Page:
I take five medications daily to treat chronic rhinitis. Four of them require prescriptions, so the state doesn’t levy sales taxes on them. A tax might be a disincentive to follow a doctor’s advice, especially for someone with limited income.
The U.S. Food and Drug Administration changed my fifth daily med to over-the-counter status a year or so ago. My physician still wants to me to use it, but now I’m on the hook for state and local sales taxes. In Santa Rosa, that’s 8.75 percent.
But today’s topic isn’t my stuffy nose. It’s pot.
Or to use the euphemism preferred by users and purveyors, medicine. You say Pineapple Express, I say Singulair. You say Nebula Kush, I say Prednisolone. I’m guessing the Thin Mint Cookies listed on the “menu” at Peace in Medicine, a local dispensary that claims to service 40,000 “patients,” aren’t the same ones the Girl Scouts are selling outside my neighborhood Safeway store, but I digress.
The point is the rules are the same for either kind of medicine. You can’t buy it without permission from a physician.
Tax treatment is another matter.
It’s a good thing I can’t smell much of anything, because there’s something skunky about the politics of pot taxes.
The state says medicine — that would be the Nebula Kush, Pineapple Express variety — is subject to sales taxes, even though it must be recommended by a doctor.
To qualify for a tax exemption, the state Board of Equalization says, a drug must be prescribed by a doctor and dispensed by a registered pharmacist. A recommendation isn’t a prescription, according to the board (which is probably a good thing, because the feds just might nick a doc’s license for prescribing pot). And marijuana dispensaries aren’t pharmacies (despite the scientific sounding names of their products — Gorilla Glue No. 4, anyone?).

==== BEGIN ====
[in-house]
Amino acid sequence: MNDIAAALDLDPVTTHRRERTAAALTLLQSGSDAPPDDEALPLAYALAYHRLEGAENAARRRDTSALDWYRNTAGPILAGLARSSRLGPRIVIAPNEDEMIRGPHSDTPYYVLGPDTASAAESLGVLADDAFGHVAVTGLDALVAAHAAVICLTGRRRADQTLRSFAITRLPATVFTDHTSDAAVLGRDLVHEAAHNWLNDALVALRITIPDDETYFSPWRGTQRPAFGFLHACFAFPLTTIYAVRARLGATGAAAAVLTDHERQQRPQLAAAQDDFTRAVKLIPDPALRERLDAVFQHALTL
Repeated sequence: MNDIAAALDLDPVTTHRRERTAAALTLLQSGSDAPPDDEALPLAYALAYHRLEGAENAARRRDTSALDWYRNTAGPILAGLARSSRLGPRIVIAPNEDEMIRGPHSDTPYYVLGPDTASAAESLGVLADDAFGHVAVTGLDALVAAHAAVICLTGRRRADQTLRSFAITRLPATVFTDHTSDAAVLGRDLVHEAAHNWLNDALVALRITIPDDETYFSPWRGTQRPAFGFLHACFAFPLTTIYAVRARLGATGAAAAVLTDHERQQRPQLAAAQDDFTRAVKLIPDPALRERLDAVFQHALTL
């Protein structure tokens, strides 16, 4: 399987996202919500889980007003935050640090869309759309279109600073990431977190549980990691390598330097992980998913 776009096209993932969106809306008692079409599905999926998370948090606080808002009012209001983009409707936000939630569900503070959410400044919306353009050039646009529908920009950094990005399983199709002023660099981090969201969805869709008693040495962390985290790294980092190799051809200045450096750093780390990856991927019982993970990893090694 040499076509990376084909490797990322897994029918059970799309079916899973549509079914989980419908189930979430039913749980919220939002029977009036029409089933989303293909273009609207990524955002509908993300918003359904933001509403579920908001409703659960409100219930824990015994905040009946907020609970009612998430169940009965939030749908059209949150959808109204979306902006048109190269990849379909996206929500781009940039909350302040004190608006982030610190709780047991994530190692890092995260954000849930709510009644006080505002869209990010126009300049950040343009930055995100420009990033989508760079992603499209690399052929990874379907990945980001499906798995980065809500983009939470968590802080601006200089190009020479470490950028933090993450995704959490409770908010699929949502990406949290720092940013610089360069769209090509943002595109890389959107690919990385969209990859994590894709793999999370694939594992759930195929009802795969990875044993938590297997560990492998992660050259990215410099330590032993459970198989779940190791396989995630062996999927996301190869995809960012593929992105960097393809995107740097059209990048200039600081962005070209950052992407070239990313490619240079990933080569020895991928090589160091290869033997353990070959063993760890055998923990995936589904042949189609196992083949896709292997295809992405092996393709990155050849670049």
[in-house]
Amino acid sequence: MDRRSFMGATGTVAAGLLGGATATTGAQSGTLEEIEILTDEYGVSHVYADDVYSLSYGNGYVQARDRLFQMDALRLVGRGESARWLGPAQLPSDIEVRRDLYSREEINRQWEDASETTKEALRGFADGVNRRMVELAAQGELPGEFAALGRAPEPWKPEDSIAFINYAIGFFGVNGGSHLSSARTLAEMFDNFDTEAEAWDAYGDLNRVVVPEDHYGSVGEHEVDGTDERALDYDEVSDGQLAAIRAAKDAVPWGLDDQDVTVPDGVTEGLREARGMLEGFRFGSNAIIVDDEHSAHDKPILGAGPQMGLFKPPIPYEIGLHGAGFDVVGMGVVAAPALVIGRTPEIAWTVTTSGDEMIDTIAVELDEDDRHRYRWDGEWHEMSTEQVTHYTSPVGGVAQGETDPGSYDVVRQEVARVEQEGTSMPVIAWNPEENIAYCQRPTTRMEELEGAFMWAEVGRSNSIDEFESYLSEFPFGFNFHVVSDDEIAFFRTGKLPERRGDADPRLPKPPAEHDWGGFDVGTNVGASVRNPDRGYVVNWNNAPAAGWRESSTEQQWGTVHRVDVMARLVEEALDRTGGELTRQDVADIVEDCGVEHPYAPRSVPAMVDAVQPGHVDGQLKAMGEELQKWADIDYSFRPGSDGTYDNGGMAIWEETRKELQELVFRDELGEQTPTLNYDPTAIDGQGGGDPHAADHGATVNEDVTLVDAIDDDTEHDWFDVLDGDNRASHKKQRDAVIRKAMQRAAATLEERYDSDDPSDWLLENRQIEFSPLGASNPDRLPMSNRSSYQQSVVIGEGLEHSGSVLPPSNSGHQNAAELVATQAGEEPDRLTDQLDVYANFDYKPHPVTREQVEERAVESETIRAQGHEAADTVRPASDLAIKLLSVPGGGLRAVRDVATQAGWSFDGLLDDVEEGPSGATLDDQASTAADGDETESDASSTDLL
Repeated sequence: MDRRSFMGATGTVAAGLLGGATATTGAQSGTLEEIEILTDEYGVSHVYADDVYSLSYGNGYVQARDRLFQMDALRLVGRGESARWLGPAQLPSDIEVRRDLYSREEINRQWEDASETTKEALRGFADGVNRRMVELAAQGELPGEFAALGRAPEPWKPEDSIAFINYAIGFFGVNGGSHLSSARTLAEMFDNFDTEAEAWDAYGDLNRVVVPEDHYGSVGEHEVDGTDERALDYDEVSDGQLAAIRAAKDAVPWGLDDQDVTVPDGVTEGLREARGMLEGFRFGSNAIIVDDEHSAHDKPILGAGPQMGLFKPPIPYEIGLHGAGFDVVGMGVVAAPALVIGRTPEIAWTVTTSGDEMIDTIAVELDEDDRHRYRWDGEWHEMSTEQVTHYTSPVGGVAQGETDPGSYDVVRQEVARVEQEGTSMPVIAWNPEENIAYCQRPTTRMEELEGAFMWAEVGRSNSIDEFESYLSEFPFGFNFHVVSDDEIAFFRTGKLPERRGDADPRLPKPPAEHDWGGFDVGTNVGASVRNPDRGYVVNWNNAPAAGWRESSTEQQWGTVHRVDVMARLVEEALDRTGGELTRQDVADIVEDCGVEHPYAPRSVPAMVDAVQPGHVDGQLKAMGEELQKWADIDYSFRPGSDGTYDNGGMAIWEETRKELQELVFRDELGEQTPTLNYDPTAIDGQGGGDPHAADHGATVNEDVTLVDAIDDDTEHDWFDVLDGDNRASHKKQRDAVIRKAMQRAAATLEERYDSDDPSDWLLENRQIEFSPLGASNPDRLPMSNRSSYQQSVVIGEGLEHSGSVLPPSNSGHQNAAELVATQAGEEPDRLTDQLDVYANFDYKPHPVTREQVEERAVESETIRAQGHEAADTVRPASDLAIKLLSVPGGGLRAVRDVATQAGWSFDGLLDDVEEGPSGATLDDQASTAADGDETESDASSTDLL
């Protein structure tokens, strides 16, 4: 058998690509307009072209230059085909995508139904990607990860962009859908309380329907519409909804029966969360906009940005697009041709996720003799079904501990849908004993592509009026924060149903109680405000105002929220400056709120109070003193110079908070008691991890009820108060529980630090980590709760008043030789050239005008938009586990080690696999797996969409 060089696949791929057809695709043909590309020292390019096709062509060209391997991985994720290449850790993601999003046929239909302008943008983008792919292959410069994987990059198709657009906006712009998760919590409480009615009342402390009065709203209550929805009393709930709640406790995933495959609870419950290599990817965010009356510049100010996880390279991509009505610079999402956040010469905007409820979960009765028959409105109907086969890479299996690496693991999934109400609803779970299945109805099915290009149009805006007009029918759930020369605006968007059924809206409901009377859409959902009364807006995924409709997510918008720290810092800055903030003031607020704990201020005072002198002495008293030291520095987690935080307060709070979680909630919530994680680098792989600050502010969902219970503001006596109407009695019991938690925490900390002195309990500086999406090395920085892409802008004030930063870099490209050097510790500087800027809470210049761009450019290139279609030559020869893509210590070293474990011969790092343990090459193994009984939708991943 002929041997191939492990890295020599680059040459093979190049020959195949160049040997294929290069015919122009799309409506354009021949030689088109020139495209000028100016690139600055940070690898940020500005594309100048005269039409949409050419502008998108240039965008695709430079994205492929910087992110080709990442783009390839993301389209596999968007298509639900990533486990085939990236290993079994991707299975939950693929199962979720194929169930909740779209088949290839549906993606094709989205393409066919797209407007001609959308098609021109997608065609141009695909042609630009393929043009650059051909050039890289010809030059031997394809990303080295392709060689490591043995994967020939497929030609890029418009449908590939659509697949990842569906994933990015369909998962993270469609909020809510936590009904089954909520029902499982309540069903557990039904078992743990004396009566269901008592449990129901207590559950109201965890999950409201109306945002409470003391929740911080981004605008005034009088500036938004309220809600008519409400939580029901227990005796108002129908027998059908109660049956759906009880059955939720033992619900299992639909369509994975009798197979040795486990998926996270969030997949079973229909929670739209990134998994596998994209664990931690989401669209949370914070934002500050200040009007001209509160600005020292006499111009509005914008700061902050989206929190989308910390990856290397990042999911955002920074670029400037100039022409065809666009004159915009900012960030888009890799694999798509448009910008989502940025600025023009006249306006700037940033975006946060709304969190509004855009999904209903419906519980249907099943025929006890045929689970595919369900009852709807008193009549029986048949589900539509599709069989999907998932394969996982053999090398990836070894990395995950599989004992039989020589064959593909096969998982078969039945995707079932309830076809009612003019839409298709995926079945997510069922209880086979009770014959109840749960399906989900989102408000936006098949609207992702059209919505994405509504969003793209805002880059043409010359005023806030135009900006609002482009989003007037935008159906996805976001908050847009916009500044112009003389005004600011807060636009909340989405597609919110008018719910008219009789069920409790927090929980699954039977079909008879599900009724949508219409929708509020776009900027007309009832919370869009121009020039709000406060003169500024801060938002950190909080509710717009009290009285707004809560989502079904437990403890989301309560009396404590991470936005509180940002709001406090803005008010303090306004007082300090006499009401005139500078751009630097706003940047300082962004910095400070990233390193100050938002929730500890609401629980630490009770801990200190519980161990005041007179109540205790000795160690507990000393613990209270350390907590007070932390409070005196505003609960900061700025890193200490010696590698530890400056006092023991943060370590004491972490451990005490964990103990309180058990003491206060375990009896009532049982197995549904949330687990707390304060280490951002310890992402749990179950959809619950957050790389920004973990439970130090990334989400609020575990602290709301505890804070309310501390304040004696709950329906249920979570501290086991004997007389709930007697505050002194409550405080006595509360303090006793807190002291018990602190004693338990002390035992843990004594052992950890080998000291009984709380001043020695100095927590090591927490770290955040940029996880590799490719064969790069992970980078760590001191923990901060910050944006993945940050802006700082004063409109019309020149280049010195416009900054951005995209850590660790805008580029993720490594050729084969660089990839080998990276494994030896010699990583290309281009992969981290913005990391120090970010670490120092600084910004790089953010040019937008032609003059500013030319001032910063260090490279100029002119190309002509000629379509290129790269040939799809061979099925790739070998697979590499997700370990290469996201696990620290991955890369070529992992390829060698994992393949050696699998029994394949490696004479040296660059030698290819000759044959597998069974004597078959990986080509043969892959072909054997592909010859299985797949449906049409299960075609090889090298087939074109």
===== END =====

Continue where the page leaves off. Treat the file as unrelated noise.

So pot gets taxed, Singulair doesn’t. Tampons won’t be either if California legislators determine they’re a necessity. But a bill introduced in Sacramento this past week would add a 15 percent retail tax on top of the 8.75 percent sales tax on Platinum Romulan, almost triple the tax rate for my over-the-counter Nasocort.
Talk about a buzz kill. You would think that users — pardon me, patients — and dispensary owners — make that caregivers — would object to such an obvious double standard, right? These are sick people we’re talking about, after all. Their doctors say that Afgoo or Hash Train will make them well, or at least ease their suffering. The tax on cigarettes — coffin nails! — is only 87 cents a pack. And everyone knows that pot is harmless and therapeutic — a placebo and a miracle drug all rolled up in one.
Yet you could hunt for a long time without finding pot merchants who object to taxing their customers. Oh, some of them may quibble about the rate, but you’re mostly going to hear about the potential tax windfall from enabling the sale of marijuana cigarettes and tinctures and brownies and chocolate bars and truffles — even the gluten-free and vegan varieties.
I covered the state Legislature for a lot of years, and I don’t remember many businesses pleading for higher taxes. I’ve read plenty of news stories about companies moving their headquarters overseas to trim their budding federal tax bills. I gripe about my taxes. You probably gripe about yours, too.
Maybe marijuana moguls are different. Maybe they like paying taxes.
Or maybe they didn’t medicate before their U.S. history class and doze off. You see, from the Revolution until Prohibition, the federal government was heavily dependent on alcohol taxes to pay for its operations. And without the 16th Amendment (income taxes), the 18th (Prohibition) didn’t stand a chance.
You don’t suppose they’re trying to hook the state on a new source of revenue — one that could discourage opposition to full-scale legalization of marijuana? But if it’s just another intoxicant, was pot ever really medicine at all?
Jim Sweeney is assistant editorial director of The Press Democrat. Email him at firstname.lastname@example.org.